442002 Distillate Fractions from Hydrotreated Bio-Oils: Comprehensive Analyses

Wednesday, April 13, 2016: 11:15 AM
342 (Hilton Americas - Houston)
Mariefel V. Olarte1, Jack Ferrell2, Asanga B Padmaperuma3, Earl Christensen4 and Corinne Drennan1, (1)Chemical & Biological Process Development, Pacific Northwest National Laboratory, Richland, WA, (2)National Bioenergy Center, National Renewable Energy Laboratory, Golden, CO, (3)Pacific Northwest National Laboratory, Richland, WA, (4)Transportation Technologies, National Renewable Energy Laboratory, Golden, CO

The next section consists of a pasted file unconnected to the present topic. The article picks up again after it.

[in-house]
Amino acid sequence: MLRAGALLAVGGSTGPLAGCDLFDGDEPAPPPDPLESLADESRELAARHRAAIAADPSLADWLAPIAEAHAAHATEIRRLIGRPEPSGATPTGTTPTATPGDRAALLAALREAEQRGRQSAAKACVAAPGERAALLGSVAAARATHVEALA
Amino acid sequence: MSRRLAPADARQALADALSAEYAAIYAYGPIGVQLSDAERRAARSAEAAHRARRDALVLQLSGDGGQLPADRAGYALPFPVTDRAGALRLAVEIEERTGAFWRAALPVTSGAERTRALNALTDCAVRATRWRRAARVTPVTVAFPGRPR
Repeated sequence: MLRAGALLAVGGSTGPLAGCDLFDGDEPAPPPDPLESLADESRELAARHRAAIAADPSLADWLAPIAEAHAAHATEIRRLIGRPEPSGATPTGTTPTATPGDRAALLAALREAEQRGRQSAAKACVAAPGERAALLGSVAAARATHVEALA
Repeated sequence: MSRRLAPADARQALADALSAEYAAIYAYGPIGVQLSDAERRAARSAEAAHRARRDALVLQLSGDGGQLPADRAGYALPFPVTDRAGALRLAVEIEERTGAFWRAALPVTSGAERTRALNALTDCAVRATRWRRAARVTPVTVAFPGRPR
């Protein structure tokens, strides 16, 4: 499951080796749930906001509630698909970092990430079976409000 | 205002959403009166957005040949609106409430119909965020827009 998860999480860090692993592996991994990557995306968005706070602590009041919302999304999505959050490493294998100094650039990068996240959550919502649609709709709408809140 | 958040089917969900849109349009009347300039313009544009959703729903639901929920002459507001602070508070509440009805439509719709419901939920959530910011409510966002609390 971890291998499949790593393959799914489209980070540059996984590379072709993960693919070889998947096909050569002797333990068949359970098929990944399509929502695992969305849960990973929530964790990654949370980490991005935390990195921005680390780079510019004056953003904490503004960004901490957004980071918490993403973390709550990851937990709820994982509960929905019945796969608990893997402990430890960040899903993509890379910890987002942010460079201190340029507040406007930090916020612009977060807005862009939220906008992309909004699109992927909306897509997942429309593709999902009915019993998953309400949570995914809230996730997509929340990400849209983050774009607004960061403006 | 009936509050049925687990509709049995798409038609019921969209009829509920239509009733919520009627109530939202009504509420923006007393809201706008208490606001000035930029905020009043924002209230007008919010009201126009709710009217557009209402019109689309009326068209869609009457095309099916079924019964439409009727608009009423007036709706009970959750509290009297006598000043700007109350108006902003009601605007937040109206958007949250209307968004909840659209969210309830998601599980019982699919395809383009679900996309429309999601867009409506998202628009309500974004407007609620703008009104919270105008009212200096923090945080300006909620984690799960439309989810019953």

Producing an infrastructure-ready fuel from biomass requires a better understanding of the chemical constituents of the gasoline, diesel and jet fuel fractions of the biofuel product. Determining the heteroatom concentration in a specific fraction, especially O and S, impacts the acceptability of a distillate fraction within specific fuel specifications. These reactive and corrosive components can cause complications during downstream processing of the upgraded bio-oils. We have developed a suite of standardized methods to analyze and quantify the bio-oil components. We refined the analysis of distillates from pyrolysis oil by controlling the source and processing of hydroprocessed bio-oils with two oxygen contents. The upgraded bio-oils were subsequently distilled into five fractions. Analytical techniques such as elemental analysis, density, viscosity, simulated distillation (ASTM D2887), 13C NMR, PIANO and HPLC measurements were used and results will be presented. Specific fractions were found to satisfy boiling point requirements. However, functional group characterization is needed to determine the fraction’s actual utility, for example as a co-processing stream in the refinery or as a fuel blend stock.  The methods developed, lessons learned, and application of these methods to different oils will be discussed.

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